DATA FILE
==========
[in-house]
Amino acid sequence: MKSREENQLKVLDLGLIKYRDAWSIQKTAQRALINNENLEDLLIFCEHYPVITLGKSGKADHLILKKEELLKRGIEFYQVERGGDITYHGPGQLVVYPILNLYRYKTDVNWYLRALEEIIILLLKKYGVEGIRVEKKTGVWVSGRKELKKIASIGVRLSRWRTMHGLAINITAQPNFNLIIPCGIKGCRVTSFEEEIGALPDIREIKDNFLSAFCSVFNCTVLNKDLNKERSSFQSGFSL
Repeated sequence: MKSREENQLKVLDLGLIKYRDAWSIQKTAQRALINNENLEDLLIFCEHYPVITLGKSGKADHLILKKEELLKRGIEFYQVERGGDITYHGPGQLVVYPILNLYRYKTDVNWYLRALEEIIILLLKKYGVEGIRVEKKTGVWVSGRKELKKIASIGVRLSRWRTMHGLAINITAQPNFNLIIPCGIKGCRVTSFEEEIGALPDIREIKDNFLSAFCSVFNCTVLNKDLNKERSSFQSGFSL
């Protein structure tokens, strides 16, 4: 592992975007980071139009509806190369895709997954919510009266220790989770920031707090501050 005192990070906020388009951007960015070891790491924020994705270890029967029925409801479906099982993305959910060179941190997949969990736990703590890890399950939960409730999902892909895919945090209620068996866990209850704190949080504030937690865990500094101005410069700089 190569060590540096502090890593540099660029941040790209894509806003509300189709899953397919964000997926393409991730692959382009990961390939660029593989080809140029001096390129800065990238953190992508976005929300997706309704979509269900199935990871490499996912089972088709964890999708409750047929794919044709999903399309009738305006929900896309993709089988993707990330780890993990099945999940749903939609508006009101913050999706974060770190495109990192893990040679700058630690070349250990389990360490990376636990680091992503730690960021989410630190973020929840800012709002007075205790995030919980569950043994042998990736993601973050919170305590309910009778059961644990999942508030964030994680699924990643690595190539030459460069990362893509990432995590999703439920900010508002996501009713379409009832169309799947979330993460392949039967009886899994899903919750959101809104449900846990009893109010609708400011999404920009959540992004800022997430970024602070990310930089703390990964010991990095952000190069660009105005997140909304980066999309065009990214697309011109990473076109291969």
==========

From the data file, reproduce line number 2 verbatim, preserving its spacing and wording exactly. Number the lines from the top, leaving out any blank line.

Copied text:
Amino acid sequence: MKSREENQLKVLDLGLIKYRDAWSIQKTAQRALINNENLEDLLIFCEHYPVITLGKSGKADHLILKKEELLKRGIEFYQVERGGDITYHGPGQLVVYPILNLYRYKTDVNWYLRALEEIIILLLKKYGVEGIRVEKKTGVWVSGRKELKKIASIGVRLSRWRTMHGLAINITAQPNFNLIIPCGIKGCRVTSFEEEIGALPDIREIKDNFLSAFCSVFNCTVLNKDLNKERSSFQSGFSL